Prohibition is not a thing of the past in Kentucky the way it is in some states, but the sale of alcohol is still a hot-button issue.
When an alcohol vote is on the ballot, it's a major hullabaloo in some places.
Earlier this month, there were five local elections to expand alcohol sales. Elizabethtown, for example, went from being "moist" — allowing alcohol by the drink in restaurants that have seating for at least 100 people — to being fully wet, allowing retail and package sales at stores.
Kentucky has more "dry" counties than wet ones, although most people live in wet counties.
According to the state's Alcoholic Beverage Control, 39 counties are completely dry; 32 are wet. But the wet-dry classification is not so cut-and-dried anymore. Counties can have a variety of designations, including "moist," "limited-50," and "small-farm winery." Some exceptions can be made for drinks by the glass at golf courses and historic sites.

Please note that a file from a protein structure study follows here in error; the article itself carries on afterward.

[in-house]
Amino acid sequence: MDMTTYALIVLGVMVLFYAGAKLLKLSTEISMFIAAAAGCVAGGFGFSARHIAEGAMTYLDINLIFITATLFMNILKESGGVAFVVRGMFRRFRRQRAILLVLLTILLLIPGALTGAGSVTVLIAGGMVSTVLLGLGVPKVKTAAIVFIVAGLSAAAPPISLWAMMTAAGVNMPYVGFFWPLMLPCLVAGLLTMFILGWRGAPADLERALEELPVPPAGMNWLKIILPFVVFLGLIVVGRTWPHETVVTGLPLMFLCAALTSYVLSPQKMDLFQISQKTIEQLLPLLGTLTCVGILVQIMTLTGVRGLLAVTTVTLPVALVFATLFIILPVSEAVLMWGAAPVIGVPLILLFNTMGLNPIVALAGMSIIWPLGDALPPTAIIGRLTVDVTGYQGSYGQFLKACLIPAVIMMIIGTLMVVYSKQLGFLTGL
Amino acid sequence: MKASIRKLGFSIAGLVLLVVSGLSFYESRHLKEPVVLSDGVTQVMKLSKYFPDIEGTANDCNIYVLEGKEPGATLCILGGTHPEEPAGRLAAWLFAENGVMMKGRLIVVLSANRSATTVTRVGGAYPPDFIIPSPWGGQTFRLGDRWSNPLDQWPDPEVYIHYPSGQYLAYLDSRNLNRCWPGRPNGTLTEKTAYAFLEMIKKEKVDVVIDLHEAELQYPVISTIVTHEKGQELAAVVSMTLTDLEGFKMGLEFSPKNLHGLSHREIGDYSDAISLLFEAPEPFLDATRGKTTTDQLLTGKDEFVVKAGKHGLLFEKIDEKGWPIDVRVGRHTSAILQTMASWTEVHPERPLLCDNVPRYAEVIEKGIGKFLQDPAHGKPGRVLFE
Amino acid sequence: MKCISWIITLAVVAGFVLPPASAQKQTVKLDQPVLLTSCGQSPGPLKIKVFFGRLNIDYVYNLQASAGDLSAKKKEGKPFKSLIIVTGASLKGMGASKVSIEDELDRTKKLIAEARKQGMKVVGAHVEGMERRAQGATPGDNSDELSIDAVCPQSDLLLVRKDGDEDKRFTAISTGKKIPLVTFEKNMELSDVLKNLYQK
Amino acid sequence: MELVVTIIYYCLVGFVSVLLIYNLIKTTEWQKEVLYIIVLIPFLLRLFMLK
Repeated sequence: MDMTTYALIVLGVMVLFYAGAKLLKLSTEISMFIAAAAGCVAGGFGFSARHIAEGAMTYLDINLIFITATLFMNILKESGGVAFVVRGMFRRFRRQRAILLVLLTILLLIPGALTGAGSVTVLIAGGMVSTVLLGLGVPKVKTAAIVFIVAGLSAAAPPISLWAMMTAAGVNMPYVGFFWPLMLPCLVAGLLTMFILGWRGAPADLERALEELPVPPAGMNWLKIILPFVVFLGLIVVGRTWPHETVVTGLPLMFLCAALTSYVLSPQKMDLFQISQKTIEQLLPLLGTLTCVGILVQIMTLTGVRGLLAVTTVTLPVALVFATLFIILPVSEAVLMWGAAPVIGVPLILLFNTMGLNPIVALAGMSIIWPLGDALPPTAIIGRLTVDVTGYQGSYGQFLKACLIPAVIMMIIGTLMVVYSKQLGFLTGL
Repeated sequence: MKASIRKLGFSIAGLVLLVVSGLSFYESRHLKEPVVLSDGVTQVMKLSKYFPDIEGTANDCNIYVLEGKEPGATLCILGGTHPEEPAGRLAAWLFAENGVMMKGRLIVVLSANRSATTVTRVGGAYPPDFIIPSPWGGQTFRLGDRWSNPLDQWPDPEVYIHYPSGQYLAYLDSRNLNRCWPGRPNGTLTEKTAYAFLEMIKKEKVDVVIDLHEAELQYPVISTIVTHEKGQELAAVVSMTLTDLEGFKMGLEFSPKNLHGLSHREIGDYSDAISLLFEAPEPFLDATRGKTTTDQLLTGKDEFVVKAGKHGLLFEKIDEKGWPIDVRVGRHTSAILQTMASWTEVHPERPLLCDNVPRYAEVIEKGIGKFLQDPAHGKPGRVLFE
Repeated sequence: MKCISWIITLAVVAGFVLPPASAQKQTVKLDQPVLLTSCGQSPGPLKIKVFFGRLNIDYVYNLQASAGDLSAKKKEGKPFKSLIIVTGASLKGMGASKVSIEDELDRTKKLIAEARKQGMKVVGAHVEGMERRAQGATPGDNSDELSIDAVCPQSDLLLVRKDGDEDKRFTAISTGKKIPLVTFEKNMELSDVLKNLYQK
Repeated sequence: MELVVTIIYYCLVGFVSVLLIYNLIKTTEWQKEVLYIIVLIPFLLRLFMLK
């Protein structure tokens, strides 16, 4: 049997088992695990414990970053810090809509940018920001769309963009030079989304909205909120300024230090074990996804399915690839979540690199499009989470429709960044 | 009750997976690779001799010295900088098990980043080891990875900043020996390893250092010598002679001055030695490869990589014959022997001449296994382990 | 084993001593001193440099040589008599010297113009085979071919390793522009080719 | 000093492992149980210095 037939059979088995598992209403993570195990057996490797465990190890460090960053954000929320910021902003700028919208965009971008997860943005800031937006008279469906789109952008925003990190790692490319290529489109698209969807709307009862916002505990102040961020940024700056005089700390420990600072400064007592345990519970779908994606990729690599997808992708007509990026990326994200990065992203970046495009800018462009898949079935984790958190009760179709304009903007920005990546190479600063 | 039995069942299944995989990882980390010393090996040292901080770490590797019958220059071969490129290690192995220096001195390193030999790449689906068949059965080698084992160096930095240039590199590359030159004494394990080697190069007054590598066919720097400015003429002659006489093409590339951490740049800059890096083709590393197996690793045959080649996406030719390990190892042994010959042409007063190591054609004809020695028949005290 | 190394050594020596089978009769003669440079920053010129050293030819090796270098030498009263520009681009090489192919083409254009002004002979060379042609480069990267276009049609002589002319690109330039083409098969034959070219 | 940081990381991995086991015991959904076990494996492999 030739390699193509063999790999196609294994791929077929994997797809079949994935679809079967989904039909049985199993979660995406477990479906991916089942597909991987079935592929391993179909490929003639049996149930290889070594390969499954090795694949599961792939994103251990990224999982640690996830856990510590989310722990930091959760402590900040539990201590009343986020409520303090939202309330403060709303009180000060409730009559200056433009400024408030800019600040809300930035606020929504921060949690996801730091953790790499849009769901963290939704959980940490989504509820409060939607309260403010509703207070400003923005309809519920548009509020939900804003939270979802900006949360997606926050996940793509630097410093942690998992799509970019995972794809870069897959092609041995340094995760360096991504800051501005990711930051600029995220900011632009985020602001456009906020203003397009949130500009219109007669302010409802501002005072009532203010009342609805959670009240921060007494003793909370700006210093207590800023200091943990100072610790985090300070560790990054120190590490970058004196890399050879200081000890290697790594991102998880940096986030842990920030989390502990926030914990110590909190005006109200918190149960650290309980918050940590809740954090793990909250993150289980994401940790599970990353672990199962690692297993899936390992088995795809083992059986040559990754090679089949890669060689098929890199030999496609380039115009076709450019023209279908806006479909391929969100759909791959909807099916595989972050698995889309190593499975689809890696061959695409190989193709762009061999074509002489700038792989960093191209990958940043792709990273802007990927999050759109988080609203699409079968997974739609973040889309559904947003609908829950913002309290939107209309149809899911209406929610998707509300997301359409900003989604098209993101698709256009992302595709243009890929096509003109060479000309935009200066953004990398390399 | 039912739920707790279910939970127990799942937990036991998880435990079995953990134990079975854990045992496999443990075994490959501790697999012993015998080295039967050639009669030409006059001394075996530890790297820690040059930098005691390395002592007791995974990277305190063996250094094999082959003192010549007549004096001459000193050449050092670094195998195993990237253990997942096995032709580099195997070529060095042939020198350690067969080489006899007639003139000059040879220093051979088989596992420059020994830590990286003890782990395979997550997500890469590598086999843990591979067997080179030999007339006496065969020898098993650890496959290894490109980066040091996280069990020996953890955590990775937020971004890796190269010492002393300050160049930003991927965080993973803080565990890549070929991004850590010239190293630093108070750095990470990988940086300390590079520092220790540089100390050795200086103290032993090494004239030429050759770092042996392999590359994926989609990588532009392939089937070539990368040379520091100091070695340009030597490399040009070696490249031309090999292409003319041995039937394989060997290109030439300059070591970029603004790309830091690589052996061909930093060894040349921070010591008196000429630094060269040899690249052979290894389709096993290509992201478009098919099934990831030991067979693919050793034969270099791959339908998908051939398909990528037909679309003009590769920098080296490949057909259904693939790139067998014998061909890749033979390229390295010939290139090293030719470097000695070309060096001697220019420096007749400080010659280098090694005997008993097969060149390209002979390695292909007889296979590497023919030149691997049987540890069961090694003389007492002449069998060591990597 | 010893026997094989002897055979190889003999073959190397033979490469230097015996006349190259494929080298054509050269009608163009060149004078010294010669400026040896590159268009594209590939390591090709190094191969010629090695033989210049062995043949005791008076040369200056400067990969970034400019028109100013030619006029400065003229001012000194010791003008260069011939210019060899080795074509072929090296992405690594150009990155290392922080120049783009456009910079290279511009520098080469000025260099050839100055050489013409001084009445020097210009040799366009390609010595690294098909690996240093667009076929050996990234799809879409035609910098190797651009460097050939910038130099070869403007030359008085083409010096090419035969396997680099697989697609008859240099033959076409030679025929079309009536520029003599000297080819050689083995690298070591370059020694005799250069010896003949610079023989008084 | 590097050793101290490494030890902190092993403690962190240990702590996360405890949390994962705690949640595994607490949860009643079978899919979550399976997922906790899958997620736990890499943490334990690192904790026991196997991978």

Dale Emmons, a political consultant who has advised campaigns to repeal prohibition, says he does not think the state will ever be completely wet.
"There are certain cultural mores that will prevent that," he said. "There is a core belief by certain constituencies in our state that the consumption of alcohol is evil or immoral." Regardless though, he says, "there's been a number of communities that have given the modified laws a chance."